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WHEN IT'S TIME TO LEAVE: GETTING OUT OF AN ABUSIVE RELATIONSHIP SAFELY

by Maureen Pollard,

Emotional Health Editor


Maureen Pollard, MSW, RSW is a registered

social worker with a private practice in Cobourg, Ontario. 

www.maureenpollardmsw.com 

E​nding a relationship is difficult any time it has to happen. Ending an abusive relationship isn’t easy, and it can be dangerous. Research tells us that the risk of death by an intimate partner is highest at the time when the victim leaves the relationship. Most statistics about intimate partner violence documents abuse by the male partner against the female partner in heterosexual relationships. More research is needed about intimate partner violence in diverse relationships and when a male partner is abused by a female partner. 

If you are in an abusive relationship and you’re thinking about leaving, there are some things you can do to increase your safety when you’re ready.

Know that it’s normal to feel conflicted.

Your partner can be charming and there’s a reason you fell in love. If there was no abuse or violence, it would be a good relationship. You might feel that the problems are somehow your fault.These are all common thoughts to have when you’re trying to decide whether or not to leave. There is nothing wrong with you for thinking them.

Get professional support.

Contact a domestic violence program in your region to ask for suggestions and to have support as you think about how to safely leave this dangerous situation.

Stay alert for your partner’s red flags. Try to leave before abuse starts if you sense trouble brewing. Think ahead so you are prepared with some possible reasons you would have to leave the house.

"Remember, it’s not your fault. No matter what you do or how you are, no one should ever be abused. You did not cause your partner’s problems, and you can’t solve your partner’s problems."

Know the safe areas in your house.

If possible, head for a room with a phone and a window or door to the outside. Avoid small spaces with no exit and rooms with weapons readily available. If you can, keep a second phone your partner doesn’t know about so you can call for help even if they have taken or broken your phone.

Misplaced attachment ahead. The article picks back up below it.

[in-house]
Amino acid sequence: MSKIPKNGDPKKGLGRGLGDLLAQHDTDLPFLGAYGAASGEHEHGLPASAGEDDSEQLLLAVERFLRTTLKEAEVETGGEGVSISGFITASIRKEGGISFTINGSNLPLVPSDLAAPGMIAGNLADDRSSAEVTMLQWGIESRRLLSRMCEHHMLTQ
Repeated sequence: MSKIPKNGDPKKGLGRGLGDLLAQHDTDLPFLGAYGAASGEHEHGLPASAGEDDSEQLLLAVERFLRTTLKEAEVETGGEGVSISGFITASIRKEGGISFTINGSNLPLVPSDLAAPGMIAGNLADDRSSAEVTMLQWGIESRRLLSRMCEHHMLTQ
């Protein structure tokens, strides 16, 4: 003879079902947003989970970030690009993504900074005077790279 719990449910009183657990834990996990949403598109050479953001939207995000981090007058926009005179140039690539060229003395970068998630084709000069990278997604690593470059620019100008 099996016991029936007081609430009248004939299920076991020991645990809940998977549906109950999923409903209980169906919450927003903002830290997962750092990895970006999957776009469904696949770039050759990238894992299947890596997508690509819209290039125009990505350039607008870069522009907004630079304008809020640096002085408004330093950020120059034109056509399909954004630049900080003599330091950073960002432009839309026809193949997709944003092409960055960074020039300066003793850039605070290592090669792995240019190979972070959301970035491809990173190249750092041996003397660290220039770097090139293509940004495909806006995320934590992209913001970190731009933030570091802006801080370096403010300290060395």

Gather evidence.

Take photos of broken objects and injuries. Keep items that are evidence and keep documents related to any medical treatment required due to abuse.

Have a code word.

Let your family members or friends know that when you use this word or phrase that you’re in danger and they should call the police.

Have an exit plan.

Keep a bag packed and stored in a safe place, with important documents and items you will need. Keep your cell phone charged, hide a spare key to the car and put some cash where you can access it quickly. Make a plan for your pets.

After you leave:

Stay someplace safe and secure. When the risk is very high, a stay at a shelter might be safest. Get medical help, if needed. Change your routines and protect your privacy. Get therapy to help you recover from the damage the abuse has done to your self-esteem and self-confidence.

Remember:

It’s not your fault. No matter what you do or how you are, no one should ever be abused. You did not cause your partner’s problems, and you can’t solve your partner’s problems. You deserve a safe and happy life. There are people waiting to help you when you are ready.

 

Additional Resources:

Canada 

kidshelpphone.ca 

endingviolencecanada.org/getting-help-2/

dawncanada.net/issues/crisis-hotlines/

Ontario & Northumberland County

octevaw-cocvff.ca/ 

alk4healing.com/

yorktownfamilyservices.com/violence-against-women-services/ 

cornerstonenorthumberland.ca/connect/

akgshelter.ca/

thrivenorthumberland.com/